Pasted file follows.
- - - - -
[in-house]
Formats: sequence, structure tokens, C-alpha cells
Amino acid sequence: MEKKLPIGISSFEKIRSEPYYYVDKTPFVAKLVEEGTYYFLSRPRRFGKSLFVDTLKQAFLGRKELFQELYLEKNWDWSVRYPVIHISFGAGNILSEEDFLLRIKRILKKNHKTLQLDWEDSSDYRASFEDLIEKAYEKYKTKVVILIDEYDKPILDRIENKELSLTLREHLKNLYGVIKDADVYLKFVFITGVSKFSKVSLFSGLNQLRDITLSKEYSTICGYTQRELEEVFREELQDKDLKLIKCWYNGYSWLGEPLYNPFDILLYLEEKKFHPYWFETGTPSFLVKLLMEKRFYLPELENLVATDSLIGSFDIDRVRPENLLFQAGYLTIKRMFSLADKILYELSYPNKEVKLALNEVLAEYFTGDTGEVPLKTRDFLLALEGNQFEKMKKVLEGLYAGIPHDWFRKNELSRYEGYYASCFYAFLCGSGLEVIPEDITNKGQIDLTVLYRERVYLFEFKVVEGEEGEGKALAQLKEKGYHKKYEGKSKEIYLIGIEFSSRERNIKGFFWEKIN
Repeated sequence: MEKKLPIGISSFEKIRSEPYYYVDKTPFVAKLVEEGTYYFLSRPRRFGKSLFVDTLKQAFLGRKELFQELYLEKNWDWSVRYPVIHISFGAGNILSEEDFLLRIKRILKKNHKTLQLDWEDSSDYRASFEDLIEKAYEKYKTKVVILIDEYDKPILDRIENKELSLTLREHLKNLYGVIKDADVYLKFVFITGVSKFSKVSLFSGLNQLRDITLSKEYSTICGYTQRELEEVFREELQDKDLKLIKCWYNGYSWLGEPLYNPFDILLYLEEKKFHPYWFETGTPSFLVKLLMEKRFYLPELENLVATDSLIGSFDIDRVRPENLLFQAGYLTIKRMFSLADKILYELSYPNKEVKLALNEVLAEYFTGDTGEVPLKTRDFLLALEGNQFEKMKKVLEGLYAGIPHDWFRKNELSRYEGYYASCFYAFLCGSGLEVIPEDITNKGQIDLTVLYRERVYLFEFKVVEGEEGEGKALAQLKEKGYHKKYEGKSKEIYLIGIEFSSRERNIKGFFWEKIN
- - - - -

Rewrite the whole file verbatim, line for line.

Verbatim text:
[in-house]
Formats: sequence, structure tokens, C-alpha cells
Amino acid sequence: MEKKLPIGISSFEKIRSEPYYYVDKTPFVAKLVEEGTYYFLSRPRRFGKSLFVDTLKQAFLGRKELFQELYLEKNWDWSVRYPVIHISFGAGNILSEEDFLLRIKRILKKNHKTLQLDWEDSSDYRASFEDLIEKAYEKYKTKVVILIDEYDKPILDRIENKELSLTLREHLKNLYGVIKDADVYLKFVFITGVSKFSKVSLFSGLNQLRDITLSKEYSTICGYTQRELEEVFREELQDKDLKLIKCWYNGYSWLGEPLYNPFDILLYLEEKKFHPYWFETGTPSFLVKLLMEKRFYLPELENLVATDSLIGSFDIDRVRPENLLFQAGYLTIKRMFSLADKILYELSYPNKEVKLALNEVLAEYFTGDTGEVPLKTRDFLLALEGNQFEKMKKVLEGLYAGIPHDWFRKNELSRYEGYYASCFYAFLCGSGLEVIPEDITNKGQIDLTVLYRERVYLFEFKVVEGEEGEGKALAQLKEKGYHKKYEGKSKEIYLIGIEFSSRERNIKGFFWEKIN
Repeated sequence: MEKKLPIGISSFEKIRSEPYYYVDKTPFVAKLVEEGTYYFLSRPRRFGKSLFVDTLKQAFLGRKELFQELYLEKNWDWSVRYPVIHISFGAGNILSEEDFLLRIKRILKKNHKTLQLDWEDSSDYRASFEDLIEKAYEKYKTKVVILIDEYDKPILDRIENKELSLTLREHLKNLYGVIKDADVYLKFVFITGVSKFSKVSLFSGLNQLRDITLSKEYSTICGYTQRELEEVFREELQDKDLKLIKCWYNGYSWLGEPLYNPFDILLYLEEKKFHPYWFETGTPSFLVKLLMEKRFYLPELENLVATDSLIGSFDIDRVRPENLLFQAGYLTIKRMFSLADKILYELSYPNKEVKLALNEVLAEYFTGDTGEVPLKTRDFLLALEGNQFEKMKKVLEGLYAGIPHDWFRKNELSRYEGYYASCFYAFLCGSGLEVIPEDITNKGQIDLTVLYRERVYLFEFKVVEGEEGEGKALAQLKEKGYHKKYEGKSKEIYLIGIEFSSRERNIKGFFWEKIN